The youngster who enjoyed watching mango seeds grow in soggy blotting paper has grown up to have his own vineyard. The seeds that were sown in his early years have blossomed and Cliff now has the versatility of a seasoned performer. In 1957, Harry Webb delivered a startling version of Elvis Presley's Heartbreak Hotel in a youth Club in Cheshunt.

Now with his own style, Cliff Richard has outsold both The Beatles and Elvis in British single sales. The BBC's 100 Greatest Britons placed him at number 56 and in 1995 he became the first rock star to be knighted. His songs have spent a total of 20 years in the charts but, despite his huge public persona, the man himself remains a reserved and private figure.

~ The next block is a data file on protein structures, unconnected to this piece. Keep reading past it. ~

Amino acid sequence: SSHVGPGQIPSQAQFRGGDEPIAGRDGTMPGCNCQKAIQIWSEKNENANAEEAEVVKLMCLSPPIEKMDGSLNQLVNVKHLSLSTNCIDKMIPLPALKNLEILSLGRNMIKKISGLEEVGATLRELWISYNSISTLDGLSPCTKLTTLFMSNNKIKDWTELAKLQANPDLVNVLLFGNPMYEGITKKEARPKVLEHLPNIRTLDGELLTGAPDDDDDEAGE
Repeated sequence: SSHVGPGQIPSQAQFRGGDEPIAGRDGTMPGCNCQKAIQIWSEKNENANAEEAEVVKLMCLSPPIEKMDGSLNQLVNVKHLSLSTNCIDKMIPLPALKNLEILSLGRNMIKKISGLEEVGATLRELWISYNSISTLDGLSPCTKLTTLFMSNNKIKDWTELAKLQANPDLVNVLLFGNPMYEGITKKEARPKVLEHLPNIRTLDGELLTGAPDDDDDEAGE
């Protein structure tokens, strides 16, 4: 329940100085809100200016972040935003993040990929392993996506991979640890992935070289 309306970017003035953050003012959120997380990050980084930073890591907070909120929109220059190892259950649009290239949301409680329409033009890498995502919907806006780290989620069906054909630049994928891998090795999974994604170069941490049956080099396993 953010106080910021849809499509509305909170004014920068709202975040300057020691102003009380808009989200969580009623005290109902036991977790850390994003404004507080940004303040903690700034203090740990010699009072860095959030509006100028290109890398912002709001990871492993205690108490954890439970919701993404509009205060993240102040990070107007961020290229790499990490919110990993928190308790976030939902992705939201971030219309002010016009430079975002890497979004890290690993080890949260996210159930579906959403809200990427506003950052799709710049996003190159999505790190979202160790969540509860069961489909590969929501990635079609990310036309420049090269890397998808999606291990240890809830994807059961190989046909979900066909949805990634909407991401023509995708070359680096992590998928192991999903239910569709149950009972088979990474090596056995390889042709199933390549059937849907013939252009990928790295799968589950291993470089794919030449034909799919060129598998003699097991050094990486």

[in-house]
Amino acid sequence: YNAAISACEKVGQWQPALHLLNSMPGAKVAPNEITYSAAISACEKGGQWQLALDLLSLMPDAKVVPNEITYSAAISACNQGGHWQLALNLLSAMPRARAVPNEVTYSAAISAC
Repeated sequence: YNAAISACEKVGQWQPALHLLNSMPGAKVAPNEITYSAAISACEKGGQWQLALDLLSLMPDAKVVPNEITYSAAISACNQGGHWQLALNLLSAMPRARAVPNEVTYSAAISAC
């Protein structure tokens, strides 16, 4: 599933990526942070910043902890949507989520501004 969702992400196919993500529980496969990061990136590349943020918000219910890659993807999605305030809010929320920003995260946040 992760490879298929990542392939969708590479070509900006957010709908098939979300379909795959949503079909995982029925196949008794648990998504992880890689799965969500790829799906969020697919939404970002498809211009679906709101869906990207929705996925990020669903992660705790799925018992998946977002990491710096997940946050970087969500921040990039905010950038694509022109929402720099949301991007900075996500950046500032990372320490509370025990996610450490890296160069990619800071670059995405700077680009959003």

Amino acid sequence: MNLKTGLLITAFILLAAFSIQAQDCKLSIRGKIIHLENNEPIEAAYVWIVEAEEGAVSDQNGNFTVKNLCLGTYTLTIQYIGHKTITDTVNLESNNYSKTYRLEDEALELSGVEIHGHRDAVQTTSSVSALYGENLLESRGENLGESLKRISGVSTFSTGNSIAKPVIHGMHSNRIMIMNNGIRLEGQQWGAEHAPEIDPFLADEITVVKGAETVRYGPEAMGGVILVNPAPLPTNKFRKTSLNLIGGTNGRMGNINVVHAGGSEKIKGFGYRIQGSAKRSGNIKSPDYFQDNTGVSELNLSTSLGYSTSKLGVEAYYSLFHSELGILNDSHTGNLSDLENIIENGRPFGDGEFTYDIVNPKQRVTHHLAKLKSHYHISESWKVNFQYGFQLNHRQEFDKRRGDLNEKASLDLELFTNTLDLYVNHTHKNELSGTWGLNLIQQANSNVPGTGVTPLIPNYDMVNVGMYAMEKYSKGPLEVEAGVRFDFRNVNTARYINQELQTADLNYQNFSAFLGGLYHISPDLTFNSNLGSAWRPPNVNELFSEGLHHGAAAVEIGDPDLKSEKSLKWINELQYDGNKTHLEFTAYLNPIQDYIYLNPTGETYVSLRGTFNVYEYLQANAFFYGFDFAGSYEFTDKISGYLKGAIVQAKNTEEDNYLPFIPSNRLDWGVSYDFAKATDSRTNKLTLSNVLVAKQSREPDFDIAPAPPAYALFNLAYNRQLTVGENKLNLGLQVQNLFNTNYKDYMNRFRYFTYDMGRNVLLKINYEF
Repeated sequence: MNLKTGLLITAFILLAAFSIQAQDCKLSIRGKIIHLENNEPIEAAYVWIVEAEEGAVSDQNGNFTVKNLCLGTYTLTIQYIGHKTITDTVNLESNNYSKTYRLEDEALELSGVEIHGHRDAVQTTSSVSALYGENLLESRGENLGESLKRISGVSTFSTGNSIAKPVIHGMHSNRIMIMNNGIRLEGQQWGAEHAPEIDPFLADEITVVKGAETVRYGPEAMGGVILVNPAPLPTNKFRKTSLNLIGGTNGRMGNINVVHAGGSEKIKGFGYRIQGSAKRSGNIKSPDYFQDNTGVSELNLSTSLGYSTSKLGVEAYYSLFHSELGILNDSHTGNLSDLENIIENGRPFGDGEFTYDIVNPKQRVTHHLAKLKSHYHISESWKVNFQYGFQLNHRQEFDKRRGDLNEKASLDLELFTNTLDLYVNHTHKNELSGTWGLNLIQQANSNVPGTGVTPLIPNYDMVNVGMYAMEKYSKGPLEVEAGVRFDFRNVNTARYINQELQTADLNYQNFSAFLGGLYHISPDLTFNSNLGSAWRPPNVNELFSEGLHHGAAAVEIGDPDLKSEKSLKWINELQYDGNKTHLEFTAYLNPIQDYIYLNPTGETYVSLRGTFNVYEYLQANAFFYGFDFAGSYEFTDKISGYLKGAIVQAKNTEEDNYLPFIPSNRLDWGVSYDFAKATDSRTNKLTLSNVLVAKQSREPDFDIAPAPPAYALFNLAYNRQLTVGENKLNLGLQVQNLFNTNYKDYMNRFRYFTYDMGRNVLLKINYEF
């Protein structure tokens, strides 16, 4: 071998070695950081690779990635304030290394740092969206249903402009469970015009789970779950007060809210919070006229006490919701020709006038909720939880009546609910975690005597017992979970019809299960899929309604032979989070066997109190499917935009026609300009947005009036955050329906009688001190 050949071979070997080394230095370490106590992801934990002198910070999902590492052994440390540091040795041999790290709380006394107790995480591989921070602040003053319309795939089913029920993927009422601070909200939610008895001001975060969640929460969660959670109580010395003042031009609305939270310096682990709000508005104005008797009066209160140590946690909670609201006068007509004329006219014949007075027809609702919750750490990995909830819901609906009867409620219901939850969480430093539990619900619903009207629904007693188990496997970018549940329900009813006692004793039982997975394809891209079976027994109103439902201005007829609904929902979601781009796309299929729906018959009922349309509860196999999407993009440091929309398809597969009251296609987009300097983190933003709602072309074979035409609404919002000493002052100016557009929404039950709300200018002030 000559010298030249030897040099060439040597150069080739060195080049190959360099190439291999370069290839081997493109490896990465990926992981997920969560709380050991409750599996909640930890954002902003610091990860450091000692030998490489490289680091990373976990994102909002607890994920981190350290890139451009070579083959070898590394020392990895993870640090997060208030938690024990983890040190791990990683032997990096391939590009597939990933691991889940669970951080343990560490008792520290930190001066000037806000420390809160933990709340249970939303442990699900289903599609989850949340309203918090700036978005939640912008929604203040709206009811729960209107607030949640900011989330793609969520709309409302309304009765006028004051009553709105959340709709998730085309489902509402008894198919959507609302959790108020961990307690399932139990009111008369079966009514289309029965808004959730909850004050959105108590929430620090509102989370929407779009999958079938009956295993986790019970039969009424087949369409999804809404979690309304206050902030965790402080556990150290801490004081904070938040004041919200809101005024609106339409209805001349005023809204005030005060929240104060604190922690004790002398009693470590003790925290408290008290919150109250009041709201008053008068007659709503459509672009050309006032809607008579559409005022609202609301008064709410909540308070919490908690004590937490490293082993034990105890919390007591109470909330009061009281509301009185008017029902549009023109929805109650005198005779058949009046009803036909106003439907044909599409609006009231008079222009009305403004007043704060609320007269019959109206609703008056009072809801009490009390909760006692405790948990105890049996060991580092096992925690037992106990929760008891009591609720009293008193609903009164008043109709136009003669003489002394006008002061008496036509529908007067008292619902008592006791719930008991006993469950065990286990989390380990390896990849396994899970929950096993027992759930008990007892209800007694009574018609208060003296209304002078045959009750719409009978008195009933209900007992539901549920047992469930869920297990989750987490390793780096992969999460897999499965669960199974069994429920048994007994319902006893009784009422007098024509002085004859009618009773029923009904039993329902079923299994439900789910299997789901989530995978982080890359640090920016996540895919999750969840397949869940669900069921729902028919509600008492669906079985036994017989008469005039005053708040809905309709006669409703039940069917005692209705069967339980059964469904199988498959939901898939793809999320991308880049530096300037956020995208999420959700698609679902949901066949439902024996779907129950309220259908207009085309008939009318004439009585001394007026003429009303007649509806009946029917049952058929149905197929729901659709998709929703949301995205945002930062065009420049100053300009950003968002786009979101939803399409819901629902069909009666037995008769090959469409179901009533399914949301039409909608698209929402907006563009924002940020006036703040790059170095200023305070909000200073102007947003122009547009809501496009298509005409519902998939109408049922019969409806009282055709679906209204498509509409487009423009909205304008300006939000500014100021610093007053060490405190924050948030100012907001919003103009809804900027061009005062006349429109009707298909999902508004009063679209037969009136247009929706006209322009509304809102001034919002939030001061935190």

This book is essential reading for any of Cliff's fans wanting to mark his 50th anniversary in show business.

Cliff: An Intimate Portrait of a Living Legend by Tim Ewbank and Stafford Hildred is out now from Virgin Books at an RRP of 18.99. ISBN: 978 1 905264 07 0.

Tim Ewbank and Stafford Hildred are well known, best-selling authors
of Sir David Jason and Rod Stewart: The New Biography. Tim Ewbank has worked as a television correspondent for numerous newspapers, including The Daily Mail, and has covered assignments all over the world. Stafford Hildred worked on Fleet Street for many years, as well as founding the WordStar entertainment media group. They both live
in London.